SELECT * FROM uv_BookReviewRollup WHERE recordnum = 1784
Pocket Apocalypse, by Seanan McGuire Book Review | SFReader.com
Pocket Apocalypse, by Seanan McGuire Genre: Dark Fantasy Publisher: DAW Published: 2015 Review Posted: 5/30/2015 Reviewer Rating:
Reader Rating: Not Rated
Pocket Apocalypse, by Seanan McGuire
Book Review by Joshua Palmatier
Have you read this book?
This is the fourth book in Seanan McGuire's InCryptid series and the second in the series to focus on Alexander Price. It was an interesting book because it took us out of the US and to Australia, although I still think Verity Price is the stronger character in this series.
The premise: Shelby Tanner, Alexander's girlfriend, comes to Alexander to tell him that werewolves have popped up in Australia and her family needs his help, since he's dealt with werewolves before. Alexander overcomes his fear of the creatures from his previous experience and agrees to travel to Australia to help eradicate the disease, which manifests like rabies and is passed on by fluid contact, usually through bites. But once he arrives in Australia, he's uncertain about what might take him out first--the werewolves . . . or Shelby's family.
As usual, the writing is fluid and easy to read and the plot fairly light and straightforward. This series relies more on the characters and the situation to draw the reader in and hold them. Alexander Price is a fine character, although not as unique as Verity in her previous books. But unlike the last book, I felt that Alexander was his own character here, rather than just a male version of Verity (as I felt in the last book). I enjoyed this book more than Alexander's previous one. More focus was on Shelby's family here, and they were unique in their own ways. The sisters were far more entertaining than either Alexander or Shelby.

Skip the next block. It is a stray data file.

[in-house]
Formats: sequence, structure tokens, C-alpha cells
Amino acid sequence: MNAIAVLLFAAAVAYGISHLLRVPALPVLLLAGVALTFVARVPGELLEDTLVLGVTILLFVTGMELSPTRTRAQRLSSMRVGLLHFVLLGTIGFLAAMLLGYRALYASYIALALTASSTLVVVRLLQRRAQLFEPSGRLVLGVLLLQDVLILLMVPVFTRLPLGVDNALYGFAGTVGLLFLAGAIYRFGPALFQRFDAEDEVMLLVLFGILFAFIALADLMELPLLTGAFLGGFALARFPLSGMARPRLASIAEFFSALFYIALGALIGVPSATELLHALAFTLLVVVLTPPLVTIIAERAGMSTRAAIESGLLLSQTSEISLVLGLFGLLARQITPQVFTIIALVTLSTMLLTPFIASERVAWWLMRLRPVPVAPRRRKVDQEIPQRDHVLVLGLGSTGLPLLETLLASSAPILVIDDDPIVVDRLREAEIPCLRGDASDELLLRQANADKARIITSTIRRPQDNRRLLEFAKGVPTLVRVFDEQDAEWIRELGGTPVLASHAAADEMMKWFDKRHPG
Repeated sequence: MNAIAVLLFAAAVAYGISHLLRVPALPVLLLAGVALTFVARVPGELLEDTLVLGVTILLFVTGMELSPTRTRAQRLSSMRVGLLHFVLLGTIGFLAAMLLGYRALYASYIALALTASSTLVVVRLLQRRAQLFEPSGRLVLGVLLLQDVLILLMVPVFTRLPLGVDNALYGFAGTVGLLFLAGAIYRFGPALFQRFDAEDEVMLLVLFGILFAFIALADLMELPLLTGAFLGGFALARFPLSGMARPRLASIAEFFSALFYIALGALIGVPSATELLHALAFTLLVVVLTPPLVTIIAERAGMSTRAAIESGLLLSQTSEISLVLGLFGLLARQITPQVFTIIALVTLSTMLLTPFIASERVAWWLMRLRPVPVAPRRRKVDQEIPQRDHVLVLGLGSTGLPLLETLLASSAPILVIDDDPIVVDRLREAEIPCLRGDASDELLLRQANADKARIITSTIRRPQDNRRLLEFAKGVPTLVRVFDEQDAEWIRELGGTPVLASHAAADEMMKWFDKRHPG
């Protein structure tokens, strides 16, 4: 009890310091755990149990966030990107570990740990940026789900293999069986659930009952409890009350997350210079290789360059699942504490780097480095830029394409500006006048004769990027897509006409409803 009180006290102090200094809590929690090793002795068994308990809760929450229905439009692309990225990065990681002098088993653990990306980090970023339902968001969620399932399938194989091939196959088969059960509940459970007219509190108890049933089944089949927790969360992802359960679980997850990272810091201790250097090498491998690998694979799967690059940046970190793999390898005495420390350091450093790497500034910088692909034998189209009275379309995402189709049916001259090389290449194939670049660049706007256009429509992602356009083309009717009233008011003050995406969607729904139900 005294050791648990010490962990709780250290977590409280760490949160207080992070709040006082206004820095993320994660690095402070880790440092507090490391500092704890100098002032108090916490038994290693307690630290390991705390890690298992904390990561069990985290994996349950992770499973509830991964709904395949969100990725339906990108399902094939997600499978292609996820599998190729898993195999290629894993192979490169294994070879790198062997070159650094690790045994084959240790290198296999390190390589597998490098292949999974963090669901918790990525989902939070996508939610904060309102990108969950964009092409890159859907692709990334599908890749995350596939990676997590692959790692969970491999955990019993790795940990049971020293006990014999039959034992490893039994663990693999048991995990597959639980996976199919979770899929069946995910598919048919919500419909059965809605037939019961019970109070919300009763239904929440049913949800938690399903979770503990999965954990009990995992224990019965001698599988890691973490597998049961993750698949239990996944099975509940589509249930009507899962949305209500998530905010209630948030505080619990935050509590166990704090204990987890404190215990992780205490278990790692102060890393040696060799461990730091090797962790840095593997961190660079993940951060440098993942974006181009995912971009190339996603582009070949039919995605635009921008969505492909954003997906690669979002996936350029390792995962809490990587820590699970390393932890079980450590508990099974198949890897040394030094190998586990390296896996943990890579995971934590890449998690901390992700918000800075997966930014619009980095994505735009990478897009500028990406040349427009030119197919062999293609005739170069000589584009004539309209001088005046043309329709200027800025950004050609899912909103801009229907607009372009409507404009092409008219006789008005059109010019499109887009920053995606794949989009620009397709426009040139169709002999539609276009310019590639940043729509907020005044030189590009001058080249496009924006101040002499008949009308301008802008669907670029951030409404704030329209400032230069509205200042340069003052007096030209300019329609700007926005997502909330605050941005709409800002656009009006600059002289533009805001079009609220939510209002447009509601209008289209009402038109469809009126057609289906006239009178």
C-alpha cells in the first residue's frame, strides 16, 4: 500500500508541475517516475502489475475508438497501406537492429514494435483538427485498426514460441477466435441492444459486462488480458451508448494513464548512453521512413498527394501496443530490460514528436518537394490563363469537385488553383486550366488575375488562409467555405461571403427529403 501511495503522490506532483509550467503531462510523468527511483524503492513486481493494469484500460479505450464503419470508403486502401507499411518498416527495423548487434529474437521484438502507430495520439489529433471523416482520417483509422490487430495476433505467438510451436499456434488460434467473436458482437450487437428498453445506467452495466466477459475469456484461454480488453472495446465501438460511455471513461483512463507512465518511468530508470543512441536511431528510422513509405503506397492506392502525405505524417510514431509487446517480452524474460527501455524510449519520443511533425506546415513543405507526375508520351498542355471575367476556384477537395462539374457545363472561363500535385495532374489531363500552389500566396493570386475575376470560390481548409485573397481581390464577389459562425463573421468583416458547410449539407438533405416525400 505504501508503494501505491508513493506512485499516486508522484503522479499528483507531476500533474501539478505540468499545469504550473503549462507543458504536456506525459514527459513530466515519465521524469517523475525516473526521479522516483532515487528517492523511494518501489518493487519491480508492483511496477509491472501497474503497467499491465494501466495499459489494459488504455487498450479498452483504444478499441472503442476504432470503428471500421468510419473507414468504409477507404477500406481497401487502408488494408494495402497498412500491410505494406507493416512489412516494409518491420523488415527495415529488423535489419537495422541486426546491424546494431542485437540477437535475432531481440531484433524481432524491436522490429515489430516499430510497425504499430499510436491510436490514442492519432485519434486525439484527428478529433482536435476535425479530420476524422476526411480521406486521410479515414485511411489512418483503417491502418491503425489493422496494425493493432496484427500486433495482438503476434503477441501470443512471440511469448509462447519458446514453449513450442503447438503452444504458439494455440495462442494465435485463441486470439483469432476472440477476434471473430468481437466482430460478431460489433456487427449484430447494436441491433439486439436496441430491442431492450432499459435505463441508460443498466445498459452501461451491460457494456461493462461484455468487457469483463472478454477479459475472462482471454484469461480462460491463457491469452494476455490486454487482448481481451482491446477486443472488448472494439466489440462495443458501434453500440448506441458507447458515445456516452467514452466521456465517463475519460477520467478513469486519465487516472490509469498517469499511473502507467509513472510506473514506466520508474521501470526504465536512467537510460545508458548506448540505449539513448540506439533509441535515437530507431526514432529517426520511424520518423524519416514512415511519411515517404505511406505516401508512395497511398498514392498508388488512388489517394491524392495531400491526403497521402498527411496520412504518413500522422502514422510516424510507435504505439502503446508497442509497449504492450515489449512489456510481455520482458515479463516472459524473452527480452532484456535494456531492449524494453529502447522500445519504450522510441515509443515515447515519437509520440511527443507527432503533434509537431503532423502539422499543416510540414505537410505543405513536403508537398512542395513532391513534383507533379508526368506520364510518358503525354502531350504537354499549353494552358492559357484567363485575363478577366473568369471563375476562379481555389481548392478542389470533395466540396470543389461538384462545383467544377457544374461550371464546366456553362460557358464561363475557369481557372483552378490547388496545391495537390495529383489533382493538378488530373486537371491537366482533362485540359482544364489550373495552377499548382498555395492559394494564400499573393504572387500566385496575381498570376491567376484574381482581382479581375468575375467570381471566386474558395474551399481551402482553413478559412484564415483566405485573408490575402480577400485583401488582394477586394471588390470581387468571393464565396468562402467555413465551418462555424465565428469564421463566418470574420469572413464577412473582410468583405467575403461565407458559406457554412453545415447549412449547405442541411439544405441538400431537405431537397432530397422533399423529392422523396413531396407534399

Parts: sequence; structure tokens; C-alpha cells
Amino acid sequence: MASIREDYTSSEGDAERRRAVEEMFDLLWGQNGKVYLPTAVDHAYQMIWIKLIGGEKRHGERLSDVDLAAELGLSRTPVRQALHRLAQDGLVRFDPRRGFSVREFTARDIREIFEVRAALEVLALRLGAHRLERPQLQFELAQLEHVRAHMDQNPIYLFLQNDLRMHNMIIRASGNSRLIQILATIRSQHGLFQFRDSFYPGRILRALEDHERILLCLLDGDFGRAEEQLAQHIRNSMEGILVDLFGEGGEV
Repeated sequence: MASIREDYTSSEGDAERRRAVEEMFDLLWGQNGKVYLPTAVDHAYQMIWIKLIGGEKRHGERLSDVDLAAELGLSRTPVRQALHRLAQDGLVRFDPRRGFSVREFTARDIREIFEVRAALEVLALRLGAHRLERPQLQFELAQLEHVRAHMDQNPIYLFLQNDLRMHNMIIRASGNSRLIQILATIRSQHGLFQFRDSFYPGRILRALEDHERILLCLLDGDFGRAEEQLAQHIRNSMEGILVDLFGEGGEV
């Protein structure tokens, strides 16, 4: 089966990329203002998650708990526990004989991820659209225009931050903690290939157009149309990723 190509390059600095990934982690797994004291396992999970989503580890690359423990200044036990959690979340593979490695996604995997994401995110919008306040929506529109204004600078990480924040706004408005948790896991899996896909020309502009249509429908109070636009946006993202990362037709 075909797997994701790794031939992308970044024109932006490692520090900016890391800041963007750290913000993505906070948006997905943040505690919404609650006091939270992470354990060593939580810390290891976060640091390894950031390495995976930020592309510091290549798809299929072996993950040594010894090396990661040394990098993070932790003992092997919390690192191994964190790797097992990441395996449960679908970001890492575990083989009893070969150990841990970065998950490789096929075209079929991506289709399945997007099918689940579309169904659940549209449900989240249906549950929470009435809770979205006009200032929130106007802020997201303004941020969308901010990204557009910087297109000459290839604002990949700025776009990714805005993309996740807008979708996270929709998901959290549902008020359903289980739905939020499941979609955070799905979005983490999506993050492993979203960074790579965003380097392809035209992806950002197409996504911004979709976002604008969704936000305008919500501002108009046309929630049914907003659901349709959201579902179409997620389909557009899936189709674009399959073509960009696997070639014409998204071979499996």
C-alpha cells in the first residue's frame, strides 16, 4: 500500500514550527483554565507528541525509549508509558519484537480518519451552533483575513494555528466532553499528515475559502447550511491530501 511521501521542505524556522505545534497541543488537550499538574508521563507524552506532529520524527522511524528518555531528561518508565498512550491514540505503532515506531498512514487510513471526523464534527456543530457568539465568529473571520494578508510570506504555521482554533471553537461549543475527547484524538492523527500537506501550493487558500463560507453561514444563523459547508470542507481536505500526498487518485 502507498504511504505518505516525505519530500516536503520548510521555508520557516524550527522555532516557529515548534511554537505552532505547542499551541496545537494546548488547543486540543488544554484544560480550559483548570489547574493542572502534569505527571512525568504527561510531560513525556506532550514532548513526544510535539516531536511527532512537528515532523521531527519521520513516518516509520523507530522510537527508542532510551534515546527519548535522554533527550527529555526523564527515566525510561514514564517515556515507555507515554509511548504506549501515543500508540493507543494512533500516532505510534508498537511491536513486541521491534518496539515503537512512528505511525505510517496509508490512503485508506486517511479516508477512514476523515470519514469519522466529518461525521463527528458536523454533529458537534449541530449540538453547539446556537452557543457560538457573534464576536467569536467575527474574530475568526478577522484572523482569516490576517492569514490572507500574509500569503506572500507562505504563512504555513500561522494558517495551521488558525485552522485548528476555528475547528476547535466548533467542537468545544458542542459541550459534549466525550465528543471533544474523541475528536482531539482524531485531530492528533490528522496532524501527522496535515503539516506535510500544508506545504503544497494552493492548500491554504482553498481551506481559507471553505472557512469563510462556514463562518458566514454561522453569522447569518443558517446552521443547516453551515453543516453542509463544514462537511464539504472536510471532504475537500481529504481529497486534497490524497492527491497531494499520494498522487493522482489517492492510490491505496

I did have some issues. One is an issue I have in many of Seanan McGuire's books: characters running off and doing things for no solid reason. In this case, Alexander, Shelby, and one of the sisters goes tearing off after another sister . . . and I'm not convinced that it was so urgent that all of them should have gone at that precise moment. There were more important things going on and at least one of them (Shelby or Alexander) should have stayed behind to deal with that. Having them all go wasn't quite realistic. There were a couple of other decisions in the course of the book similar to this that also didn't quite ring true. This always pushes me out of the enjoyment of the novel.
Another issue here is the Aeslin mice. I love them, they're fun, but they weren't used effectively here. At one point, early-ish in the novel, the mice say that they can sniff out the werewolves lair . . . and no one ever uses this fact. If they're hunting for the werewolves, why wouldn't they send the mice out to find out where they're hiding? It makes no sense not to use them, when they throw themselves into danger without a thought and do desperate unthinking things all the time.
In any case, the book was still fun. I wish that more had been done with the Australian cryptids, once that we wouldn't see here in the US, to make the story more unique. There were a few Australian faces, but did the werewolves really need to be in Australia? It would have been cool to have an Australian menace as the focus of the book. But now that we have the connection to Australia established, maybe this will pop up in a later book. For now, we'll have to wait for the next novel, which I believe is supposed to focus on Verity again.